About Taos Rockers Mineral & Fossil Outlet
Taos Rockers is owned & managed by Cortney Stewart and Anne Brenner
In business since '08
Located off the plaza in downtown Taos. With our Geologic background, all efforts are made to bring our customers an exotic collection of hand specimen from around the world. Each piece is accompanied by a detailed description card after thorough examination by our specialist and owner Cortney Stewart. At our storefront an international collection is displayed in three showrooms including many museum-grade specimens representing every continent except Antarctica.
Our specialty, however, is in the minerals found in our home state, New Mexico! Minerals are the state’s richest natural resource, and New Mexico is one of the U.S. leaders in output of uranium and potassium salts. Petroleum, natural gas, coal, copper, gold, silver, zinc, lead, and molybdenum also contribute heavily to the state’s income. Also, because of our dry climate, often rugged topography, and the age of the sedimentary rocks exposed at the surface, New Mexico is a world-class area for fossil collection.
Get in touch with us! We are constantly updating our inventory, both from foreign and local regions. Also, if you are passing through the state, drop in! Our helpful staff are a wealth of knowledge whether you are out to collect/explore the area, or are in the market for a piece you’ve been dreaming about; we will take care to find what’s right for you.
Who we are
Cortney Stewart earned a Bachelor of Science degree in Geology (and Biology) from NM Tech. He has 35 years of experience as a mineral landman and has traveled extensively across the western US. He is a lifetime member of the New Mexico Geological Society, a Friend of the Mineral Museum (NM Bureau of Geology and Mineral Resources), and a member of the Albuquerque Gem & Mineral Club and the Los Alamos Geological Society. At an early age in his career, he contracted gold fever – fortunately it remains in remission.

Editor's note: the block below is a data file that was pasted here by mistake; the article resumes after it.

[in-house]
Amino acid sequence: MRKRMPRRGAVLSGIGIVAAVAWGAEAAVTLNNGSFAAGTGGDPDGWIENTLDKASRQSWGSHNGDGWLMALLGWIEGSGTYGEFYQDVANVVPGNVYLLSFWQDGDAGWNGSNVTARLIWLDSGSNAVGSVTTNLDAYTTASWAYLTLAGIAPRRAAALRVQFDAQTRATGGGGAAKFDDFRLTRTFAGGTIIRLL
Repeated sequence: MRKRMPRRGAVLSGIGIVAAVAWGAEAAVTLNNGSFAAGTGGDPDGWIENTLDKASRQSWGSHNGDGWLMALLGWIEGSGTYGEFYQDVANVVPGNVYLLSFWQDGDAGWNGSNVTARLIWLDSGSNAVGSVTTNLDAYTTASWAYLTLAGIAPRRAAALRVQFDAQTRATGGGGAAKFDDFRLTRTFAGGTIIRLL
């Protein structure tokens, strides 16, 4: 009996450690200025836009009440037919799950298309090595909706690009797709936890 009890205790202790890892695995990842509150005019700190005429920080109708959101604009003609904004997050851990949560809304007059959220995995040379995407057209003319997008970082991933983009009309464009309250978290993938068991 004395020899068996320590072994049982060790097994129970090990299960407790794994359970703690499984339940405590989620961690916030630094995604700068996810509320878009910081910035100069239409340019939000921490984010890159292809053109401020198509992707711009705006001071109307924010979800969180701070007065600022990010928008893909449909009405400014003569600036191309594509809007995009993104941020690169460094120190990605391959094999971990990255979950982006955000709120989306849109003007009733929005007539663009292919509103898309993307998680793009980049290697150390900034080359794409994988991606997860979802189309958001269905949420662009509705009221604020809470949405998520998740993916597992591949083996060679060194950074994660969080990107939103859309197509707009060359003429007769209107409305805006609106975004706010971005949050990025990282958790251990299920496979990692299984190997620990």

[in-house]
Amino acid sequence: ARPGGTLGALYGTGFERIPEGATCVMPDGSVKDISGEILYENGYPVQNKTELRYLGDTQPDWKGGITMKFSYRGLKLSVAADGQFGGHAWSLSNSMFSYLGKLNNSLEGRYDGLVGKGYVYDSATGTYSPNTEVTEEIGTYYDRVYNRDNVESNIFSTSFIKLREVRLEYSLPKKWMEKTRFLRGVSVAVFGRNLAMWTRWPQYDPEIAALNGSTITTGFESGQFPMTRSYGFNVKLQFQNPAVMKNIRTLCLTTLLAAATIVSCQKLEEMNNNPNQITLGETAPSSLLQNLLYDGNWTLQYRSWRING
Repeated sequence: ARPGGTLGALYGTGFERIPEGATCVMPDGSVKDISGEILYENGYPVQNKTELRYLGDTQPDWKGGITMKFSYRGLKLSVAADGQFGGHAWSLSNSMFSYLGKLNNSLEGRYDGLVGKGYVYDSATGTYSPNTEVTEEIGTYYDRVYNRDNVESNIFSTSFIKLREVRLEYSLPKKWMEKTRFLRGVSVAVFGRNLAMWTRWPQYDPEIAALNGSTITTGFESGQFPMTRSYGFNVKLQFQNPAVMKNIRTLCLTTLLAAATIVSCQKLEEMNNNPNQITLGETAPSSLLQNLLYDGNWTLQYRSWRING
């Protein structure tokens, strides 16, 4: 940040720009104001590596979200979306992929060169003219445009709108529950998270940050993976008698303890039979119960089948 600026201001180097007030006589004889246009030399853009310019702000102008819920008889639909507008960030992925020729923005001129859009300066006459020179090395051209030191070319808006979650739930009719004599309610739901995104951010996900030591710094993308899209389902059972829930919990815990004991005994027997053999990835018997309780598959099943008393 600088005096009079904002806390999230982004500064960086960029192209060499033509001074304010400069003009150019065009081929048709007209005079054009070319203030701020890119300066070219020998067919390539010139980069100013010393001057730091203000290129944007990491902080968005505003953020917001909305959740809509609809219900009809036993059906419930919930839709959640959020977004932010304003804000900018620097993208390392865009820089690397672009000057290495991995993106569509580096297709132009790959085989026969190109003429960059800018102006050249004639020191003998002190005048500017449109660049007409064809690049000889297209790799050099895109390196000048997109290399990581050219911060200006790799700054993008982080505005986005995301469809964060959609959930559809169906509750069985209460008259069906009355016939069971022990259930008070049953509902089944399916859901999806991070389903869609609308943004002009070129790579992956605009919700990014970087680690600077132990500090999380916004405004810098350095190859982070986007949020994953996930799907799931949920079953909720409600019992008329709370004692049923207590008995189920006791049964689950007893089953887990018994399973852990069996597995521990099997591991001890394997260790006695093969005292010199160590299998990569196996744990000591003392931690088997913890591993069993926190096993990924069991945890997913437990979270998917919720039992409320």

Anne Brenner earned a Bachelor of Business Administration degree in Finance & Banking from Southern Methodist University (SMU Dallas). She has 38years of experience in private practice as a property manager (Real Estate Broker) and in custodial accounting. Prior to establishing Taos Rockers with Cortney, Anne thought gemstones came from Tiffany’s. She has since dug her own gemstones, had them cut and set in jewelry and can be seen wearing those stones in the shop.
Our way of doing things...
"We attend various gem & mineral shows throughout the region as buyers. We have been attending the Denver spring (April) and Denver fall (September) and Albuquerque (March) shows since 2003, and the Tucson show since 2004.